American Hustle: A Bad Movie Well Made
Director David O. Russell's last two films were wonderful. Both The Fighter and Silver Linings Playbook gave us painfully exact depictions of family dysfunction, then magically transformed that dysfunction into old-fashioned movie-style happy endings. Cynical cranks could complain that that's not the way it works in real life. But, in fact, they would be wrong. People do redeem their lives, even if they don't do it with the neatness and glamour of the big screen. The style was pure Hollywood, but the underlying point remained honest and true.
What is not true is that corrupt politicians really care about the people they serve and are just taking that suitcase full of money to help the poor citizens of their communities. Lowlife pols have been pushing that line of garbage since before Caesar and it is now what it was then: self-justifying crap. Corruption bleeds a city, a state, a nation dry. A Boss Tweed may deliver a poor family a turkey on Christmas — and Barack Obama may give you a "free" phone or confiscate another citizen's earnings to pay for your health care — but in the end, what these self-serving phonies do saps the polity of money, freedom and energy. Corruption benefits the corrupt — unless and until, for whatever reason, they get caught by the law.
American Hustle buys into the political liars' lies with wide-eyed childlike innocence. As a result it's a movie with no moral or emotional center. It's well-directed and well-written, and it would be impossible for me to overpraise the performances of its wonderful cast. Amy Adams, Christian Bale, Bradley Cooper, Jennifer Lawrence and an almost unrecognizable Jeremy Renner are beyond brilliant. They are the closest thing this starless age has to stars.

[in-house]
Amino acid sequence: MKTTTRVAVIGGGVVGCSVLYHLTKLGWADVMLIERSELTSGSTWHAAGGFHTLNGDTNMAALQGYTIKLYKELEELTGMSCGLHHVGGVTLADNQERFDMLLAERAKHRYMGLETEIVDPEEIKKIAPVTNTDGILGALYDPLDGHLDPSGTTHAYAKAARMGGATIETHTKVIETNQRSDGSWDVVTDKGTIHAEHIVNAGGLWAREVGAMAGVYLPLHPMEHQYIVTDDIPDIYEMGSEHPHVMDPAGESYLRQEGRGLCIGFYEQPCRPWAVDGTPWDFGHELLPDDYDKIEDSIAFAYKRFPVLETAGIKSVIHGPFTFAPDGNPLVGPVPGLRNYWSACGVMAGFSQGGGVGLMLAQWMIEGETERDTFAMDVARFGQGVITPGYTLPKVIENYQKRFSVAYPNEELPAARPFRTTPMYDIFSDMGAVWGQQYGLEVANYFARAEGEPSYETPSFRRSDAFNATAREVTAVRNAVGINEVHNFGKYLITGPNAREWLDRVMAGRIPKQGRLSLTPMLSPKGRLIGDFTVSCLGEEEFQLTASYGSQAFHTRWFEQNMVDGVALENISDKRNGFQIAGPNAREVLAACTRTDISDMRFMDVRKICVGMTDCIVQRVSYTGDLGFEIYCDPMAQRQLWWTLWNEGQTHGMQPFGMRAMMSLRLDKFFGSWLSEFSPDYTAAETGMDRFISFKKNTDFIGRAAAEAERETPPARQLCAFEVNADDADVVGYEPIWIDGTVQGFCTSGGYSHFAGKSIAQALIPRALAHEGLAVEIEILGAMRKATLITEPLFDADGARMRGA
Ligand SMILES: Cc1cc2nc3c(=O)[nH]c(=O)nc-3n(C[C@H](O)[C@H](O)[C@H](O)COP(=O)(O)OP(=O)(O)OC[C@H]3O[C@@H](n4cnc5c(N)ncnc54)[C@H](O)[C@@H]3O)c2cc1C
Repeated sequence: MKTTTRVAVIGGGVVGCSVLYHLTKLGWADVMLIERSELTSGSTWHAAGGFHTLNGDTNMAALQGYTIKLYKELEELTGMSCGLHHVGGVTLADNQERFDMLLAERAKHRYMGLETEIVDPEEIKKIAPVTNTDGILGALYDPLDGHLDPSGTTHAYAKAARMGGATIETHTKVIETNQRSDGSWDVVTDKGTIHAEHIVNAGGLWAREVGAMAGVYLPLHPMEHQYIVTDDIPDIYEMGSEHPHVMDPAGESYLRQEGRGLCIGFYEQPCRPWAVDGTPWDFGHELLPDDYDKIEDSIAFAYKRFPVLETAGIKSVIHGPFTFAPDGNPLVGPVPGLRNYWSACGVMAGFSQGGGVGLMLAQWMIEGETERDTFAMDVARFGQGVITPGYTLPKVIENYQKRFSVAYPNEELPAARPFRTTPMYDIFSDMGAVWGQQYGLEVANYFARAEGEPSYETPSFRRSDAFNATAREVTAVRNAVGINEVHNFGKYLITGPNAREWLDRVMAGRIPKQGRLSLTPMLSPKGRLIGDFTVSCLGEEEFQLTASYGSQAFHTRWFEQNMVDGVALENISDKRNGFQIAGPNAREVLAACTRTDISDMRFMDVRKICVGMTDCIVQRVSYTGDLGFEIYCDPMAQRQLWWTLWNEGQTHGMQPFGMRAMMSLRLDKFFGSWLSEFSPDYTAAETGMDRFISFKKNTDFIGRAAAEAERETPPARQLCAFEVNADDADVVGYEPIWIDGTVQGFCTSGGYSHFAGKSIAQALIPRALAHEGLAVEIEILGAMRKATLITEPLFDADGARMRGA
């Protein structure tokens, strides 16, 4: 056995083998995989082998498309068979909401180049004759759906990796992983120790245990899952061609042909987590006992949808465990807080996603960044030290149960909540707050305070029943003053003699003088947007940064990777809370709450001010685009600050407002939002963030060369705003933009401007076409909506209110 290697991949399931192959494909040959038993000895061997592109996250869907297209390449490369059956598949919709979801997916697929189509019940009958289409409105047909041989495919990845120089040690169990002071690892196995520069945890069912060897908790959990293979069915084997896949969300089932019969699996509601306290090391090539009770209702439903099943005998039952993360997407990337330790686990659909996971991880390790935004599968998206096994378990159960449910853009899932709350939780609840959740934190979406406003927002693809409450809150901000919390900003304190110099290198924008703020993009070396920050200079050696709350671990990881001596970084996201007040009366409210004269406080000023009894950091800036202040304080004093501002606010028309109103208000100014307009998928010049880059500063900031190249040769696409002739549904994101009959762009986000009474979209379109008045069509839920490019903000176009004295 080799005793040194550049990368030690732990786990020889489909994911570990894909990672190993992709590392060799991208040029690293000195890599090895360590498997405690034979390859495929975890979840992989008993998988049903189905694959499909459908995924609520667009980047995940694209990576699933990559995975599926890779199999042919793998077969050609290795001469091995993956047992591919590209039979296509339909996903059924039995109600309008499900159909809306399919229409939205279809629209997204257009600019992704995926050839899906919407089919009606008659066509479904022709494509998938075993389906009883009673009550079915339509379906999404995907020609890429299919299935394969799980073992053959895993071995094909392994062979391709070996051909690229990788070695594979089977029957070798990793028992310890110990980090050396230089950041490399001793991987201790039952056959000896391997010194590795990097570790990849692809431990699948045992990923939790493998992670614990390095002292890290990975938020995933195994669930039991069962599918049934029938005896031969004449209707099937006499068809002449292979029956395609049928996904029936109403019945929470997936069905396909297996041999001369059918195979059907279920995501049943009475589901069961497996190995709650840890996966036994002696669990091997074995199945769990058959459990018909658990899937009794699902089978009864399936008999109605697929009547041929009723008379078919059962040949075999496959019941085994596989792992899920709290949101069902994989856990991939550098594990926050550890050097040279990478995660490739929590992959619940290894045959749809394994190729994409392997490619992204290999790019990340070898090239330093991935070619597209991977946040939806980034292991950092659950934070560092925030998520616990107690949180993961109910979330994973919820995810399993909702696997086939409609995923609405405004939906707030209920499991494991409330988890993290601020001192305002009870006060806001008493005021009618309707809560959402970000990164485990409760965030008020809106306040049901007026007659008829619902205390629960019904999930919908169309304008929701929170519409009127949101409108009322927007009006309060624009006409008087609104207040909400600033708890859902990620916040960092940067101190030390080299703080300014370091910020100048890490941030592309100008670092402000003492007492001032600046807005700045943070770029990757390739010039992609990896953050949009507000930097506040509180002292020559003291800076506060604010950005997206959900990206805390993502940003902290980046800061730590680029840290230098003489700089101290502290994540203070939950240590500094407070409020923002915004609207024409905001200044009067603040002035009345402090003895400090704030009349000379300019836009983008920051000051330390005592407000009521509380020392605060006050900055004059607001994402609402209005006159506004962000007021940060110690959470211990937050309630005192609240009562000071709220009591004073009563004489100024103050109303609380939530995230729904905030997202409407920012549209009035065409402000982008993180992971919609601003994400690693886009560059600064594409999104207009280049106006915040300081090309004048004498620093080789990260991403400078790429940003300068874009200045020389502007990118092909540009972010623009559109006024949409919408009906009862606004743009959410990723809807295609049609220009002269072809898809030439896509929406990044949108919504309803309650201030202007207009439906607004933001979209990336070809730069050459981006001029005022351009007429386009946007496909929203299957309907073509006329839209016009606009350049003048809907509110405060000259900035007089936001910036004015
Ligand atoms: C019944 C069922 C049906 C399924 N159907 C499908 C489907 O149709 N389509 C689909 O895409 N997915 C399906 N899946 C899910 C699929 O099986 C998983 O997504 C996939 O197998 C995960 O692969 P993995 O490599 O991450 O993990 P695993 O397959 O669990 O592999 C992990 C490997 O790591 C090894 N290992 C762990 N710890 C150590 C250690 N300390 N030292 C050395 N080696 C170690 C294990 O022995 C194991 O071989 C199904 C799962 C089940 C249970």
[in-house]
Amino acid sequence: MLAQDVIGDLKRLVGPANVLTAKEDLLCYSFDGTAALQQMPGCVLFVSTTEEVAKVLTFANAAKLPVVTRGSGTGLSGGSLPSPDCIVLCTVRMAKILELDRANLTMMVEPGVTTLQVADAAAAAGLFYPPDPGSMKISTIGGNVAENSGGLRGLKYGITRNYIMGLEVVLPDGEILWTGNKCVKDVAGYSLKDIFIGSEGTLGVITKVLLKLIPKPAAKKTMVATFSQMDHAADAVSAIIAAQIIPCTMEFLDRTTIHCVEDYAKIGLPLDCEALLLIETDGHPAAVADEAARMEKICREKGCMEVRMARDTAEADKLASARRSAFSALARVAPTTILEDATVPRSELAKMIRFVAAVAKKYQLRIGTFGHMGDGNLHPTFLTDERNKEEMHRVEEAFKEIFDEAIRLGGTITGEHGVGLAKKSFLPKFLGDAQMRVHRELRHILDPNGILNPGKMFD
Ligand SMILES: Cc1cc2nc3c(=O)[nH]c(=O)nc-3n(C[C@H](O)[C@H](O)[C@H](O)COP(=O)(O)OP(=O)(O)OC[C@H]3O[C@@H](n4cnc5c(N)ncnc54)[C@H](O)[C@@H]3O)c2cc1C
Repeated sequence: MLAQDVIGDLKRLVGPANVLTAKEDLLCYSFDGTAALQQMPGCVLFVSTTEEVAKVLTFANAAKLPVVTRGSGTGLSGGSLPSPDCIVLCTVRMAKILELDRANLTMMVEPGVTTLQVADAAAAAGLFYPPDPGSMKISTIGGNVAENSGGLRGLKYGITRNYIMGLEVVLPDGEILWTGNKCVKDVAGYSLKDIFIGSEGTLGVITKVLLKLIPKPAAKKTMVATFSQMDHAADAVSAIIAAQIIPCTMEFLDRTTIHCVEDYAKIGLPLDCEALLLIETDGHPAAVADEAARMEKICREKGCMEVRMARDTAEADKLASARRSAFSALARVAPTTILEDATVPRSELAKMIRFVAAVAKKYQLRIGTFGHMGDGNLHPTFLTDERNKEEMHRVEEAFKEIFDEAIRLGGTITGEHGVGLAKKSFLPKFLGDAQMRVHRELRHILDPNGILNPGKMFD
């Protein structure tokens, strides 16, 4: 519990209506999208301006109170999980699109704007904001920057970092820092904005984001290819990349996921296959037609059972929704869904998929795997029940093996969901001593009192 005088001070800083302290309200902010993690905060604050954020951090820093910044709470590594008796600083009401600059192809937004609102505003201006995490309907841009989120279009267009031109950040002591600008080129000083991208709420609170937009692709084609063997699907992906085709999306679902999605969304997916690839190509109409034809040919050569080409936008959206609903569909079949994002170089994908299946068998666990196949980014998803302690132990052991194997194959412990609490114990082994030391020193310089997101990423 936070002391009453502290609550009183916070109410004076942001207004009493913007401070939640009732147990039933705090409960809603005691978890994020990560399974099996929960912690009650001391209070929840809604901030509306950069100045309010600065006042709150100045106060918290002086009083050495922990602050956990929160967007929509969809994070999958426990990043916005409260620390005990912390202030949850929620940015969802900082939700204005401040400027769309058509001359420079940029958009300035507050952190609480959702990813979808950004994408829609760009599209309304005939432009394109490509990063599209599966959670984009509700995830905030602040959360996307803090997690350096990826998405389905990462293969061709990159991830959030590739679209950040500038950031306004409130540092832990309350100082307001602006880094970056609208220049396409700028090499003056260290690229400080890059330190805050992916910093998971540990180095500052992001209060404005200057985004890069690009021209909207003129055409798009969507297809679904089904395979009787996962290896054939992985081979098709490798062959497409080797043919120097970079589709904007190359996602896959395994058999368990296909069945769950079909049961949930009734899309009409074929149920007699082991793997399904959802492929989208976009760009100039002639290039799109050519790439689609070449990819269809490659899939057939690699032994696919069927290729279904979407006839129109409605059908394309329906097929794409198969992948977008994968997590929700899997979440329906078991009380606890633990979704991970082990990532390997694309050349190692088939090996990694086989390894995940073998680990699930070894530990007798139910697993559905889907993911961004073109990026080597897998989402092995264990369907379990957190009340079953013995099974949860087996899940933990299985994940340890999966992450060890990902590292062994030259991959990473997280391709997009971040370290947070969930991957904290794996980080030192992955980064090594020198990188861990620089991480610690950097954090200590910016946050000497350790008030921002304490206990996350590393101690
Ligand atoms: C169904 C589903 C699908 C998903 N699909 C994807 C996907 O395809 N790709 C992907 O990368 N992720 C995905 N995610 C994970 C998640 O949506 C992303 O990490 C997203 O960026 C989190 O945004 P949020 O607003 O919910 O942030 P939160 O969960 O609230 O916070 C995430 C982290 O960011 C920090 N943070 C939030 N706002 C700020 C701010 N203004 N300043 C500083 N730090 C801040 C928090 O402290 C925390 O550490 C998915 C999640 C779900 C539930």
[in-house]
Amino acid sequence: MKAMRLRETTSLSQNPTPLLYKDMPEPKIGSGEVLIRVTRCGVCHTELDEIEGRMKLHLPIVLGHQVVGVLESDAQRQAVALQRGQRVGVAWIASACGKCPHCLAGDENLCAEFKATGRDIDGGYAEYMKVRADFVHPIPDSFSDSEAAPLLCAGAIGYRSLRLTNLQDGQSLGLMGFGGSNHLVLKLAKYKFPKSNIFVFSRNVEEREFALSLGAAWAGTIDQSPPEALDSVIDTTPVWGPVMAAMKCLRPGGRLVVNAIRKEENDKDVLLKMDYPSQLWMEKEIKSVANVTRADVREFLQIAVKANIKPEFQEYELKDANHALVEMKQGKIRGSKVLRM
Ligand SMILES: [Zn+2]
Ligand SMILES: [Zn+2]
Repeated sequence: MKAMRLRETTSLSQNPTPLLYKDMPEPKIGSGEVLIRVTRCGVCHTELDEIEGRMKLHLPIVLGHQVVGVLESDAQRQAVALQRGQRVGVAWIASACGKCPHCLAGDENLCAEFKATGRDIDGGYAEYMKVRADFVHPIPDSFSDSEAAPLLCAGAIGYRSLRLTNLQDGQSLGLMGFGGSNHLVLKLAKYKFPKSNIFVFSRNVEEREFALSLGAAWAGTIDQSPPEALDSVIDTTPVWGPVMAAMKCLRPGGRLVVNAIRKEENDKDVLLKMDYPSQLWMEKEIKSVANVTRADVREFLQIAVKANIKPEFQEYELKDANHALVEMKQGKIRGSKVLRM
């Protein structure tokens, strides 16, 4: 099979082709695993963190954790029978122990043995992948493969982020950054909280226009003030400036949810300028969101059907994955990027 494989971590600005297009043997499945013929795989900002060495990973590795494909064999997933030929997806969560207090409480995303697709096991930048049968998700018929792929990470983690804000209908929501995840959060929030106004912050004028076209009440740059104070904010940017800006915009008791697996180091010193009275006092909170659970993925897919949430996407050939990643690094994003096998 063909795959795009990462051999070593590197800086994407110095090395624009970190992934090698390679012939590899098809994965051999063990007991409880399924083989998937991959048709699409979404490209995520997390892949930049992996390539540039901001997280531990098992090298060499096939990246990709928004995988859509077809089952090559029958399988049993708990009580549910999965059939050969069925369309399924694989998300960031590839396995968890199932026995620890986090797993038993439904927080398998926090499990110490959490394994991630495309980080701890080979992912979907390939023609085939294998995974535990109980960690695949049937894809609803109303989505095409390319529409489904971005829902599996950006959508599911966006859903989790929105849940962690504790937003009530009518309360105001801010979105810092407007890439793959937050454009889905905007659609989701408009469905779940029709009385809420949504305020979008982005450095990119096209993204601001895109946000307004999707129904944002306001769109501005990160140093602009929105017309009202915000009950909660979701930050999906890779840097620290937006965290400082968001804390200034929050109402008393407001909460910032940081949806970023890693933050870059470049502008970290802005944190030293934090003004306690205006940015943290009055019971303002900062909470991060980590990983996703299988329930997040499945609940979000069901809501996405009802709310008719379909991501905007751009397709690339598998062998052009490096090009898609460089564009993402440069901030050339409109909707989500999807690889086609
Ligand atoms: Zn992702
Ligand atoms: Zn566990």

But the thesis of the movie — loosely based on the 1970's Abscam sting that busted several corrupt mostly Democrat politicians and was therefore deemed a questionable enterprise by the Democrat media — is this: the FBI are the over-ambitious bad guys for running down the pitiful, good-hearted pols who only want to help the poor, the black, the disenfranchised of their states and cities. Those pols never would have taken that money for themselves. Oh no! And even if they did, it was just because they let their egos lead them astray. The real bad guys, the real money guys, are getting away scot free! So we're supposed to root for con men who steal from fools, and we're supposed to boo and hiss the lawmen who bring them to justice.
Well, in a pig's eye. The point is not that the FBI are saints. The point is they are doing what's right here and the politicians are just what they seem: corrupt, connected, greedy skunks who should be in jail not in office. The emotional emptiness and flatness of the film come directly from its silly and skewed morality.
The movie gets a 96/98% rating on Rotten Tomatoes, so I guess Russell put one over on the audience. But despite his obvious talent — and the acting genius of a powerhouse cast — this is a bad film that distorts reality in a way his previous happy endings never did.
Article printed from Klavan On The Culture: http://pjmedia.com/andrewklavan
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